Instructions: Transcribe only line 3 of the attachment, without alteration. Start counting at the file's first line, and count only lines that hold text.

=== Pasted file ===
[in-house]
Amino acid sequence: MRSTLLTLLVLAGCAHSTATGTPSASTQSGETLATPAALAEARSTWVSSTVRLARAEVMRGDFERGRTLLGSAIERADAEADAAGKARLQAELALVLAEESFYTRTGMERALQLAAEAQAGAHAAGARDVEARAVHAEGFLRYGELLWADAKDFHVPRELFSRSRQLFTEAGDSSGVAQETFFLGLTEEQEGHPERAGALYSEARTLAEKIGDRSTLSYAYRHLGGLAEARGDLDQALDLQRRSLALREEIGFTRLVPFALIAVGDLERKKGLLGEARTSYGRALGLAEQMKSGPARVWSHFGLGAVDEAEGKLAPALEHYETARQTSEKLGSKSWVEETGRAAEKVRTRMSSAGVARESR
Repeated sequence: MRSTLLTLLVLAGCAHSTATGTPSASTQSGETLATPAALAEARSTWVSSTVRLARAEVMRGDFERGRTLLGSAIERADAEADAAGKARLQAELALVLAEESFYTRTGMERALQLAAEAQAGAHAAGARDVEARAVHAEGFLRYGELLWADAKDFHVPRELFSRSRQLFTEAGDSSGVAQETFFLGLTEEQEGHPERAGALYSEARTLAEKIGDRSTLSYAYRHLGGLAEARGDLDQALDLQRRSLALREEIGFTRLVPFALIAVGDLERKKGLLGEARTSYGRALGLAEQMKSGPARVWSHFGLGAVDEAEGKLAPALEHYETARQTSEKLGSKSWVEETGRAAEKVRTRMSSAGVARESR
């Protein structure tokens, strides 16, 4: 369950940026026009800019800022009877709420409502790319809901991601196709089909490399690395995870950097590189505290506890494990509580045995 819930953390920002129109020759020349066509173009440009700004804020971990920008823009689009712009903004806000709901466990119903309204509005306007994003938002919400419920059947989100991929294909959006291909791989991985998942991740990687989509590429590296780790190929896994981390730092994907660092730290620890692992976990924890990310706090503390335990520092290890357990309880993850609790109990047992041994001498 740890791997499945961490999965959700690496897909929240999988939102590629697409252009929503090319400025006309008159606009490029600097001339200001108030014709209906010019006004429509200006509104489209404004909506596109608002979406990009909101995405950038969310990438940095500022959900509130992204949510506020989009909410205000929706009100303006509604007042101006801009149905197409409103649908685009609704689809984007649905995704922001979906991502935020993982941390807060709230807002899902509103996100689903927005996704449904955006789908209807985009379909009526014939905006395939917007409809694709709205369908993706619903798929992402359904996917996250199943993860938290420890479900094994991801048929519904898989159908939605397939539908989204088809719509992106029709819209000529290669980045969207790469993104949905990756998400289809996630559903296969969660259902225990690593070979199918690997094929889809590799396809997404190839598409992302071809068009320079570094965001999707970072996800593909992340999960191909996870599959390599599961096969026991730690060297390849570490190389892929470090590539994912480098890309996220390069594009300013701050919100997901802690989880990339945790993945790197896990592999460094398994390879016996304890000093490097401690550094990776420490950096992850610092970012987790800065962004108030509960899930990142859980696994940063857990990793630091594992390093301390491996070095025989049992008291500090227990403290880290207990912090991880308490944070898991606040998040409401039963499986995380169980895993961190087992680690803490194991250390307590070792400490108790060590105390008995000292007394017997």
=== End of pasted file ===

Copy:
Repeated sequence: MRSTLLTLLVLAGCAHSTATGTPSASTQSGETLATPAALAEARSTWVSSTVRLARAEVMRGDFERGRTLLGSAIERADAEADAAGKARLQAELALVLAEESFYTRTGMERALQLAAEAQAGAHAAGARDVEARAVHAEGFLRYGELLWADAKDFHVPRELFSRSRQLFTEAGDSSGVAQETFFLGLTEEQEGHPERAGALYSEARTLAEKIGDRSTLSYAYRHLGGLAEARGDLDQALDLQRRSLALREEIGFTRLVPFALIAVGDLERKKGLLGEARTSYGRALGLAEQMKSGPARVWSHFGLGAVDEAEGKLAPALEHYETARQTSEKLGSKSWVEETGRAAEKVRTRMSSAGVARESR